Washington, D.C. – Rep. Cathy McMorris Rodgers (R-WA), Vice Chair of the House Republican Conference, sent a letter to Treasury Secretary Timothy Geithner yesterday expressing concern about the Administration’s policies toward the International Monetary Fund (IMF), and America’s growing involvement through the IMF in the European bailouts.
In her letter, Rep. McMorris Rodgers warns Secretary Geithner that federal law requires that any decision on his part to use the $100 billion line of credit to the IMF (known as the “New Arrangements to Borrow”) to fulfill the Administration’s commitment to double America’s quota at the IMF must first be approved by Congress. Secretary Geithner made this commitment to the IMF in 2010, and pledged to fulfill it by September 2012.
This is the latest in the Congresswoman’s efforts to stop U.S. participation in the European bailouts, which has taken on a new sense of urgency as the NAB continues to be used for that purpose. She is the author of HR 2313, which would rescind any unused portion of the NAB and earmark it for deficit reduction. The bill has 92 cosponsors.
The text of the letter is below. To learn more about the Congresswoman’s efforts, click here.
March 6, 2012
The Honorable Timothy F. Geithner
United States Department of the Treasury
1500 Pennsylvania Avenue, NW
Washington, D.C. 20220
Dear Secretary Geithner:
I am writing as a follow up to the G-20 meeting held two weeks ago and the statements made by IMF Managing Director Christine LaGarde regarding the IMF’s future lending capacity. Director LaGarde emphasized the continued fragility of the European economy and reiterated the need to increase the IMF’s lending capacity by $500 billion. Specifically, she encouraged IMF members to ratify the quota reforms approved in 2010 by members of the G-20, including the United States, which in the case of the United States would result in a doubling of our quota contribution from $65 billion to $130 billion.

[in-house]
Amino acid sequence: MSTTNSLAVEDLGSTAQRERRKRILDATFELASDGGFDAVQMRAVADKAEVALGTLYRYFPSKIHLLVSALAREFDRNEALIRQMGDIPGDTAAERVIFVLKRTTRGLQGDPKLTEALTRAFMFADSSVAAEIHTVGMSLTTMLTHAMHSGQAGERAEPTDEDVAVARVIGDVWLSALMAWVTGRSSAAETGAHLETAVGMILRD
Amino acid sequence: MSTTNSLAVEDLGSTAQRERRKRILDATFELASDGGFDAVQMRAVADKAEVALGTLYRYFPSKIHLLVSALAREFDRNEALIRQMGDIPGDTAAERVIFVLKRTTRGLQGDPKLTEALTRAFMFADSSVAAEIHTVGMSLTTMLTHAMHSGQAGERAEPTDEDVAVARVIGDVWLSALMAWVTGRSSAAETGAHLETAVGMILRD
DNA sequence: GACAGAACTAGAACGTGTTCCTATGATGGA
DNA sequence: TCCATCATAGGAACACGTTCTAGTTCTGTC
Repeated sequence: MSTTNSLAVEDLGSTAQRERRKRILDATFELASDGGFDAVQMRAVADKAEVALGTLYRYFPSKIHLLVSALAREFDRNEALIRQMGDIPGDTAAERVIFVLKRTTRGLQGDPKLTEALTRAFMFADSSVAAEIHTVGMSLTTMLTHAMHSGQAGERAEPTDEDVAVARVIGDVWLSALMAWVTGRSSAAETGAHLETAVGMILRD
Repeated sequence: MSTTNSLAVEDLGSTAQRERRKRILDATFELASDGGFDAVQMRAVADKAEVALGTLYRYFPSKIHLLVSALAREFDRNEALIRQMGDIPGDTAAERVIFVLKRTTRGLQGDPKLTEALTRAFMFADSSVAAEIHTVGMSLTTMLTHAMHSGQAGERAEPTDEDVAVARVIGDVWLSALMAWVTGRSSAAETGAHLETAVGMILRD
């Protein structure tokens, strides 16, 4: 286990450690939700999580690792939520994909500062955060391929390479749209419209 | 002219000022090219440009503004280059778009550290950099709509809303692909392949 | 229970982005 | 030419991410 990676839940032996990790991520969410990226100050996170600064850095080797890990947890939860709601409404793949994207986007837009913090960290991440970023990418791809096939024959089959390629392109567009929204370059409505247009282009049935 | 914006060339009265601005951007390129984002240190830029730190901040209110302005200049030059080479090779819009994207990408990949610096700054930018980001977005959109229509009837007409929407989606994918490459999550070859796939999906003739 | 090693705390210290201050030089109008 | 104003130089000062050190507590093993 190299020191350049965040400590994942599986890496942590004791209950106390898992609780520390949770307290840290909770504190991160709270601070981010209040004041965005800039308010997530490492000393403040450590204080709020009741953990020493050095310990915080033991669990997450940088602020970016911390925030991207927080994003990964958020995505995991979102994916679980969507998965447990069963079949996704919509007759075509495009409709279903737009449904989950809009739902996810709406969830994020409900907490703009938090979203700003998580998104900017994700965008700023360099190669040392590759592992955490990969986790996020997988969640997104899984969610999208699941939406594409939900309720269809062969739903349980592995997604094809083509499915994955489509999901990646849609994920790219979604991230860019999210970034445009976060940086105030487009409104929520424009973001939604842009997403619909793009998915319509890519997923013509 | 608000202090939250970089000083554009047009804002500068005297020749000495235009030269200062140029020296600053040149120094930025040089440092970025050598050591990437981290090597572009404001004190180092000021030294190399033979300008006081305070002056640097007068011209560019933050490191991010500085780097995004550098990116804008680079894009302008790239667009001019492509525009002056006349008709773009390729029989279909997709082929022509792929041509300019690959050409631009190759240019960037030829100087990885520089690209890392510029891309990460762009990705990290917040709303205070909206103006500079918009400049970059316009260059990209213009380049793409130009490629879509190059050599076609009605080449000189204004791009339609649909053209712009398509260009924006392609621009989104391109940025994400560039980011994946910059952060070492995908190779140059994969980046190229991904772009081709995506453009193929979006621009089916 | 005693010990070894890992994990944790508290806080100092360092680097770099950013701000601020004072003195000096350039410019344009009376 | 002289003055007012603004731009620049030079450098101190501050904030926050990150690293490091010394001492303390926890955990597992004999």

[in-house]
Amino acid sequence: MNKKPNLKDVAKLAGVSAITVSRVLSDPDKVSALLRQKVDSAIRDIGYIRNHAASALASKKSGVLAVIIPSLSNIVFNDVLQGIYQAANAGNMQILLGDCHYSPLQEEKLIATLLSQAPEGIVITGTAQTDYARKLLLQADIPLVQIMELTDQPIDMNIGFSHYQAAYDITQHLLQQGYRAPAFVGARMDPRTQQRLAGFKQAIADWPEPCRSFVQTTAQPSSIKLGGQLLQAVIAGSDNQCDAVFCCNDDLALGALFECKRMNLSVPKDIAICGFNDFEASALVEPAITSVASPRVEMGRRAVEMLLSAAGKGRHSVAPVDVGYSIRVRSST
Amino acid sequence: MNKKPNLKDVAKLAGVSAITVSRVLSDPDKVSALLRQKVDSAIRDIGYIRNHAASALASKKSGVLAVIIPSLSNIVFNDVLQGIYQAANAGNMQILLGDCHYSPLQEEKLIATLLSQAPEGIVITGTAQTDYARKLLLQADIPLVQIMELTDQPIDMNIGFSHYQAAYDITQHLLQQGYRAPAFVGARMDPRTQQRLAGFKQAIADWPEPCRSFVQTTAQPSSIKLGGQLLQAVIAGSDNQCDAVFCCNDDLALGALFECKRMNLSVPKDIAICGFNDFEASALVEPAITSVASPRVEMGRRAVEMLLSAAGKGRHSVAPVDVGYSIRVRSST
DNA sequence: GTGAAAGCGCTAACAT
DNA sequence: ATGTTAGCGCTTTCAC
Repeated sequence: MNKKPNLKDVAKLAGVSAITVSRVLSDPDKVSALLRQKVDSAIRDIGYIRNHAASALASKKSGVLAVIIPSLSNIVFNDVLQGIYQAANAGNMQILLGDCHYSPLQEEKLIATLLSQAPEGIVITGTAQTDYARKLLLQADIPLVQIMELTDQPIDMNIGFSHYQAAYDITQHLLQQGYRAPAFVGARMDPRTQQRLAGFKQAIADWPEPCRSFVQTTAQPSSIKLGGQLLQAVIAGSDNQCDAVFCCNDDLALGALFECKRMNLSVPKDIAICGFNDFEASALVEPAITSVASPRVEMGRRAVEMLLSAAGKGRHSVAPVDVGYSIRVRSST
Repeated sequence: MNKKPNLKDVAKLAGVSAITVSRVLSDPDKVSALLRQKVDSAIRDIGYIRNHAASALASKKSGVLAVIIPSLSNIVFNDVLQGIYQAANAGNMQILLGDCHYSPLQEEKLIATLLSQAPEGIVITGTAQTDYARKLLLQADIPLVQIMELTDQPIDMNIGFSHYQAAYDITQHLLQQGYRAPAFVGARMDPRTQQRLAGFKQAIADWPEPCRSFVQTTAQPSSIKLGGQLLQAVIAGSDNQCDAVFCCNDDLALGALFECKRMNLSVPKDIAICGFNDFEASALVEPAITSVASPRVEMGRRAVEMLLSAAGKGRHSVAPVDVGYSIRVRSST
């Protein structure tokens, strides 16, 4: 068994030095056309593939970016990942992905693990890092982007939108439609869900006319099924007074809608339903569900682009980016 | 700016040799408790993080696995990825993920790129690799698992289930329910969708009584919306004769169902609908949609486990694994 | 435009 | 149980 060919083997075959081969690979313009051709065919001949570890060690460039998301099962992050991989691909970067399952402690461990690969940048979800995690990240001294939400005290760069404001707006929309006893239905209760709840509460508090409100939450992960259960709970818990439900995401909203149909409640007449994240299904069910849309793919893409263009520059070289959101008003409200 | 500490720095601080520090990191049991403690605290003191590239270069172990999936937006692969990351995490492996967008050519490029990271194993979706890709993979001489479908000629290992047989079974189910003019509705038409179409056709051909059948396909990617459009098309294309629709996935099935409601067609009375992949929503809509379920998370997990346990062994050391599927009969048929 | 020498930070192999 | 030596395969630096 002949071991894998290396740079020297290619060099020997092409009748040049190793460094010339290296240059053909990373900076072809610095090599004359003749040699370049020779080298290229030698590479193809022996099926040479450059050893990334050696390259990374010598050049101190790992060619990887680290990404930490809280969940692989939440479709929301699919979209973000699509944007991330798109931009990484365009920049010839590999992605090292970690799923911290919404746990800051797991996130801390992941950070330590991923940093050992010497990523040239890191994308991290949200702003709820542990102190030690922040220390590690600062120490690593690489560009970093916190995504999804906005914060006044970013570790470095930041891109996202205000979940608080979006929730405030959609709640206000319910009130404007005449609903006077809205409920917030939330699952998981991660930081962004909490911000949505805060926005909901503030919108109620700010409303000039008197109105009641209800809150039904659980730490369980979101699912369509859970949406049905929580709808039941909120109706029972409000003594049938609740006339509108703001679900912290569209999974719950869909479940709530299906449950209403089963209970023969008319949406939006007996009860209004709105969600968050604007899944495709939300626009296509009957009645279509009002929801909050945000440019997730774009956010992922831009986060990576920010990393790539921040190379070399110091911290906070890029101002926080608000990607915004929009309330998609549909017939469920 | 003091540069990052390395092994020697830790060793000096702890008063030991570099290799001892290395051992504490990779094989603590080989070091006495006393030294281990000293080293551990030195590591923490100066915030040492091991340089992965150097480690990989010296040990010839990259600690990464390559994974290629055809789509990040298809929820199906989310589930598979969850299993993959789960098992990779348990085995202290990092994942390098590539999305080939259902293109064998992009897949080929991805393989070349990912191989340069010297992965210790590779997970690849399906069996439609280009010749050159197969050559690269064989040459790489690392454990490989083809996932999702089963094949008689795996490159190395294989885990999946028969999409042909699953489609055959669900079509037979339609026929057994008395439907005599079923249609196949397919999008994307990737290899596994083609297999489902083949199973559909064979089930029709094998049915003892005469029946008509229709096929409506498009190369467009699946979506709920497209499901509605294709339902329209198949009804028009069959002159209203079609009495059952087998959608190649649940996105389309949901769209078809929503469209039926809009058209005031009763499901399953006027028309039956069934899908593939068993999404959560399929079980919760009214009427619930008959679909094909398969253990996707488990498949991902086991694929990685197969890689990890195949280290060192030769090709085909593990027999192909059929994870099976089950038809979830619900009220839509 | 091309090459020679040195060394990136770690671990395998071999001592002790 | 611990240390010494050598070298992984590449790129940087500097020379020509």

There are many issues related to the United States’ participation in the IMF’s lending arrangements that give me cause for concern, not the least of which includes increasing the United States’ quota contribution. 22 U.S.C. 286(c) of the Bretton Woods Agreement Act makes clear that any quota increase must first be approved by Congress. This approval includes any attempt to shift or reclassify current lending resources, such as the $100 billion new arrangements to borrow (NAB) program expanded in 2009, in order to meet the United States’ new obligation.
As the IMF’s largest contributor, the United States has an obligation to ensure that the lending arrangements involving the United States reflect the appropriate risk involved in the transaction. Each new report raises questions about the United States’ role, including what is the United States exposure, in each of these lending packages? Take for example Greece. At the time of the first IMF loan arrangement to Greece, its debt to GDP ratio was 113 percent. Today, it’s 159 percent. The recent downgrade of Greece’s status to default and the uncertain support to the reforms agreed to last December by members of the EU, as recently announced by Ireland, are reminders of the risk that is inherent in the IMF’s lending arrangements, particularly among vulnerable members of the European Union
As most world leaders now recognize, implementing excessive borrowing and spending policies don’t work. Nor do bailouts. I worry that the size of the IMF’s loans and the difficulty of ensuring adequate reform among countries participating in the IMF’s lending arrangements only increases the risk of default. I believe it is only prudent that before the United States commit to any additional IMF contributions, including through the NAB, that the Treasury Department publically reassure Congress and the American people that it will abide by federal law and not use the NAB to double our IMF quota.
I look forward to receiving a more complete explanation of the Administration’s policy at the IMF to date, including specific contributions made from our quota and the NAB, and where you see the policy moving forward.
Rep. Cathy McMorris Rodgers